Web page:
It sounds more like he has lost a hot leg to the 100 amp panel. The other panel in the house is having no issues. I would like to see a line side voltage test at the mains for this panel with the main off and on or all breakers of both legs off and on. Each leg to neutral and leg to leg with a solenoid tester not a digital. Also a test of a branch circuit at a receptacle box hot to neutral and hot to ground would be nice. The key thing here IMO is nothing works on the one leg but does on the other leg. He probably hasn't noticed that the 220 volt items arent working either.

    Roger
    Last edited by Roger; August 22nd, 2007 at 02:02 AM.

  6. #6
    Join Date
    Dec 2003
    Location
    Welland Ontario
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    4,782

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    Quote Originally Posted by Roger View Post
    Sorry I'm not following..... how could you have a feeder or service neutral problem if one leg is operating fine? Op says outlets on some circuits have no power. He discovers that these outlets that don't work are on the same leg. I am assuming here that the op is stating that loads don't work when plugged into these outlets. He tests 20v to 40v at the breakers connected to the leg in question with the breakers on. With a wire removed from one breaker on the leg in question he reads 112 volts. I dont see where we have proved much. I assume he is testing to the common neutral bar with the current from all the other loads flowing on it.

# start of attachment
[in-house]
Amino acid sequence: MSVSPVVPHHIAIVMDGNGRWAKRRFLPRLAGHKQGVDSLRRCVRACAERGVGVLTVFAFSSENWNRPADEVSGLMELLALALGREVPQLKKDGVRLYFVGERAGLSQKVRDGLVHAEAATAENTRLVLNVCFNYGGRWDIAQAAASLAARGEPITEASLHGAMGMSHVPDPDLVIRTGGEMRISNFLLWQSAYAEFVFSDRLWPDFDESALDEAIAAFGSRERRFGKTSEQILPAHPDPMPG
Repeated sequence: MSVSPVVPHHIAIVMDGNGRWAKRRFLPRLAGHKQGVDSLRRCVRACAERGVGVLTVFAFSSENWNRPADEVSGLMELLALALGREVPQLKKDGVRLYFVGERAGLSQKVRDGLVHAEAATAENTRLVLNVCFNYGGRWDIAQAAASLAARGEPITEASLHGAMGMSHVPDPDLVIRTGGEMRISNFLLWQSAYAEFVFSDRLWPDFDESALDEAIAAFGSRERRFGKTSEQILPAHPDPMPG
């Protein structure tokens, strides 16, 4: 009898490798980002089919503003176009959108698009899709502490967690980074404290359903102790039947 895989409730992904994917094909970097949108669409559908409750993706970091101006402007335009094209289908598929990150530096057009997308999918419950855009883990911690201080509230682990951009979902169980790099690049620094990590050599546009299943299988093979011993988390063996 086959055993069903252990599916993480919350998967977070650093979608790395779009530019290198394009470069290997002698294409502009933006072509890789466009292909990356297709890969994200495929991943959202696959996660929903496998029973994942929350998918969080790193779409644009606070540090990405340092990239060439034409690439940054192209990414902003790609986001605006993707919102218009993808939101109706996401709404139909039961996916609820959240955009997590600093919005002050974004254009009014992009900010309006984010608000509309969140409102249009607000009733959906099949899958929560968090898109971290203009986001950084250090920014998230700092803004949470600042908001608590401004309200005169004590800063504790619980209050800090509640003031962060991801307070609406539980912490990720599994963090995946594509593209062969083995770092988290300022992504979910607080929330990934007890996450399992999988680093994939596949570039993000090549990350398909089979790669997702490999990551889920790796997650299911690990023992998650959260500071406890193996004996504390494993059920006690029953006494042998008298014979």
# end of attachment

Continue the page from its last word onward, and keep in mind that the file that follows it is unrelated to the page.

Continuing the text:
It sounds more like he has lost a hot leg to the 100 amp panel. The other panel in the house is having no issues. I would like to see a line side voltage test at the mains for this panel with the main off and on or all breakers of both legs off and on. Each leg to neutral and leg to leg with a solenoid tester not a digital. Also a test of a branch circuit at a receptacle box hot to neutral and hot to ground would be nice. The key thing here IMO is nothing works on the one leg but does on the other leg. He probably hasn't noticed that the 220 volt items arent working either.